Teaching the Greeks and Critical Thinking -- Part 21: Facts as Safety Net

The Greek Way, Chapter 6, Question 7: Why were facts important to the Greeks?

For thousands of years truth has been defined as "adaequatio intellectus cum re" or "the conformity of the mind with facts/reality." Greek philosophers rejected, for instance, the mythological view of the universe because they wanted to face reality as it was, and not as people wished it to be.

The myths brought ancient man comfort by allowing him to cope with his fears. By fitting every event into a pre-established interpretive scheme, they assigned meaning to whatever occurred and enabled him to deal with it. The myths were his shield against the terror of life, his defense against his doubt that, behind each disaster, there might be no purpose at all.

These philosophers rejected this comfort in favor of what they thought was a factual understanding of life. They wanted to survive in the real world, and to do this they needed real information. They felt that they had to accept things as they really were, for refusing to do so would be courting misfortune, disaster, or even extinction.

One thousand years of Greek philosophy catalyzed antiquity with a wide range of answers to understand the cosmos and the human person. Some were empirical or metaphysical in nature; others were materialist, religious, or mystical; and still others skeptical, agnostic, or atheistic.

Some philosophers thought that the mind could know everything, and others that it could know nothing. Some taught self-control as the key to happiness and that an eternal purpose cradled the cosmos, while others thought that pleasure in moderation was the secret to life and that cosmic purpose was a comforting fiction.

What united them all was their deep conviction that they spoke the truth; that an ethical life was all-important; and that peace and happiness came from within.

The Greek playwrights also explored the enigma of life by using the myths but reinterpreting them in metaphorical or "heretical" ways. Their dramas, with their incomparable poetry, spectacle, music, and dance, explored a mysterious universe teeming with questions:

Do we have any ultimate meaning or purpose? Are we free when even the gods are subject to Fate? Do the gods themselves ever do evil? Why are they so inscrutably silent? Why do they make us suffer, especially small children and animals who do no wrong? Should we obey the laws of men when they conflict with those of the gods? How do we live a noble life? What if there's nothing beyond the grave? Such questions are the great universals that speak to all times, conditions, and cultures and go to the heart of what it means to be human.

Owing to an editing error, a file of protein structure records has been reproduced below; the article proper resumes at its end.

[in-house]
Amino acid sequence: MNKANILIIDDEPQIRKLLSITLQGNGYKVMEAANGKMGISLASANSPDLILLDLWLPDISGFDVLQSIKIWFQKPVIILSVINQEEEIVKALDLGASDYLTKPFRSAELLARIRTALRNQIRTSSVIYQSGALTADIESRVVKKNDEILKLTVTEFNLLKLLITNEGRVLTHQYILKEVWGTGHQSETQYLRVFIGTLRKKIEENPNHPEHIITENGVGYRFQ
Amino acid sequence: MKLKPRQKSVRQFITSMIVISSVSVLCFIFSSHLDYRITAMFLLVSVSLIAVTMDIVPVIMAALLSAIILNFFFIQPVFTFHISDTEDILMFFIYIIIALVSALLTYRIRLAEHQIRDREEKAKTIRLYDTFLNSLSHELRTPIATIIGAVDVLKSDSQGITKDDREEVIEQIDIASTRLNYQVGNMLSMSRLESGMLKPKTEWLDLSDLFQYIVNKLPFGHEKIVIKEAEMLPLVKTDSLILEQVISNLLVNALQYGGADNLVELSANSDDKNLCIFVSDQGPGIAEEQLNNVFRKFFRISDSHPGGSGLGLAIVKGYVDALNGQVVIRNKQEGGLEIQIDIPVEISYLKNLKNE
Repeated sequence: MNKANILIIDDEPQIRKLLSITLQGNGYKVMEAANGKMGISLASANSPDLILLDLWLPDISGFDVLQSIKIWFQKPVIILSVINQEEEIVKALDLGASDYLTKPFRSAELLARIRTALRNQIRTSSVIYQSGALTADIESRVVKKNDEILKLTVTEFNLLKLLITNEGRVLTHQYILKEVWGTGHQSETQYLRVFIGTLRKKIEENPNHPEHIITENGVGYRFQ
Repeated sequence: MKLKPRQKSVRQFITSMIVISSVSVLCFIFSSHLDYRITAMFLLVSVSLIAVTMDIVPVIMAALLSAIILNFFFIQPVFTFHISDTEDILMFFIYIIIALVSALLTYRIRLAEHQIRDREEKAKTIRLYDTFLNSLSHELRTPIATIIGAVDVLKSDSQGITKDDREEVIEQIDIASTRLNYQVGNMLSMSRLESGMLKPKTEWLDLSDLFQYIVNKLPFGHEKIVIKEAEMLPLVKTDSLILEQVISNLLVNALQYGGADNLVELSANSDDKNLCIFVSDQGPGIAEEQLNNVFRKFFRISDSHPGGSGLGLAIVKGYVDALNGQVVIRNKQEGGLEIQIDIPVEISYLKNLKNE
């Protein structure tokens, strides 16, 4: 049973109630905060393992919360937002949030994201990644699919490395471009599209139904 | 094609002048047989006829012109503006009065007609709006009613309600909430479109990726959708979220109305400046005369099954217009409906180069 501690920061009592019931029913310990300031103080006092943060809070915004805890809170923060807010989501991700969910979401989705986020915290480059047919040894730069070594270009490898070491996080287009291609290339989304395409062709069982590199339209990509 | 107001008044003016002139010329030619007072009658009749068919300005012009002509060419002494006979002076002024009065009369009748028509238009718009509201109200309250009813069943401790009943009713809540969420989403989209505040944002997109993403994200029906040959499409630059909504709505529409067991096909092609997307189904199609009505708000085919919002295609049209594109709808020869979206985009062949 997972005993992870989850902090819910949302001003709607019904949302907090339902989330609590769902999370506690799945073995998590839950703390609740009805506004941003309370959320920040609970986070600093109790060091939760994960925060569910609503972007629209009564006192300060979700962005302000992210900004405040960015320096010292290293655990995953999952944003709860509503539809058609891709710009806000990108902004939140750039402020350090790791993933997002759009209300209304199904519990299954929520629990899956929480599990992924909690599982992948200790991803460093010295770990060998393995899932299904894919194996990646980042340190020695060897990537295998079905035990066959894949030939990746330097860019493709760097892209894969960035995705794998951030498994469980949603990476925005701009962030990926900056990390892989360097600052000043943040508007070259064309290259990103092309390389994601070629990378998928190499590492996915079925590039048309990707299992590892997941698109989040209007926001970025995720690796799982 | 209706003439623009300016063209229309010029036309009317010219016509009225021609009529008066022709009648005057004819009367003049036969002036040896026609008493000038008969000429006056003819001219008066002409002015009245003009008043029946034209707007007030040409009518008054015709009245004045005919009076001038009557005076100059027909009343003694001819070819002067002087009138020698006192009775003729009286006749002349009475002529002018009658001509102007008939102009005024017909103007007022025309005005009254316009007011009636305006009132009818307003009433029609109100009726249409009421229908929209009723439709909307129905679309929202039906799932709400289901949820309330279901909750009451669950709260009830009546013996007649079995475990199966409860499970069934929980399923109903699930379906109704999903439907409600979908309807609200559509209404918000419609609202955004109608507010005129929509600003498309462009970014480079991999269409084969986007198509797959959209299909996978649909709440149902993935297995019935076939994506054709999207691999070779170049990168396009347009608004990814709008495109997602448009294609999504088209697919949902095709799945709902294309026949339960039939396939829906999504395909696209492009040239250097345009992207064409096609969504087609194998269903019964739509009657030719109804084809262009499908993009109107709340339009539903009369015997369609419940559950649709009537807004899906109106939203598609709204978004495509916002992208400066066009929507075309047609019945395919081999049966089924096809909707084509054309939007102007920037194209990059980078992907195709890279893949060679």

For these reasons Greek drama still enthralls us today, posing questions rarely asked in our culture. These plays introduce us to a world where there are no clear answers to the enigmas of life; where there is no progress or hope for tomorrow, no happy endings, just an endless cycle of eternal return, as we grope our way darkly while the gods mutely look on.

Some read these plays for their profound human wisdom; others for their fearlessness in rejecting tradition; and still others for their haunting questions which, while admitting of no right or wrong answers, themselves open up still other disturbing far-reaching perspectives.

However, it was in the bracing arena of life that the Greeks showed their true singularity. They felt that beginning with facts was the only way of insuring a sane and healthy view of the world. Facts put them in contact with what was real in all its starkness and brute factuality. The hard facts of life were their safety net, their medicine and therapy without which the allure of languorous fantasies might enter their souls. Facts kept them strong and bound to the earth, rooted them in the here and now lest they lose themselves to the siren song of their ancient neighboring cultures.

During the centuries of their emigration, they were forever uprooting themselves, with adversity as their constant companion. If they were hungry for want of arable farmland, they set sail into the unknown to found new colonies, having no other choice but starvation. Life for them was a dreadful affair, which drove them to the limits of their strength and endurance.

With the two Persian invasions of Darius and Xerxes, the Greeks didn't say, "This cannot be happening!" They had to face facts. So, vastly outnumbered, they prepared for war as Herodotus tells us and left examples of incredible valor at Marathon, Thermopylae, and Salamis -- and were reborn as a people.

The "trigger warnings" and "safe spaces" of some colleges today would have struck these Greeks as the supreme betrayal of the young. Everything, especially ideas, should be faced with courage. "The unexamined life," after all, "is not worth living."

The Greeks would never have run from defending themselves. For what they believed was their very selves, their very essence, and if they ran from that, they would have never forgiven themselves or found peace for the rest of their lives.

We owe it to ourselves to defend who we are and what we believe, for this is how we become real persons. It is only by defending our beliefs, and by suffering for doing so, that they become truly ours.

The heart of education is critical thinking, an essential survival-skill in this world. Colleges should not be "safe spaces" for their students, but training grounds for defending themselves.

Flavius Josephus once described the Roman legions' relentless training for war: "Their drills are bloodless battles and their battles bloody drills."

Colleges should be teaching their students the age-old Greek art of critical thinking for the battles that await them later in life.

To be continued . . .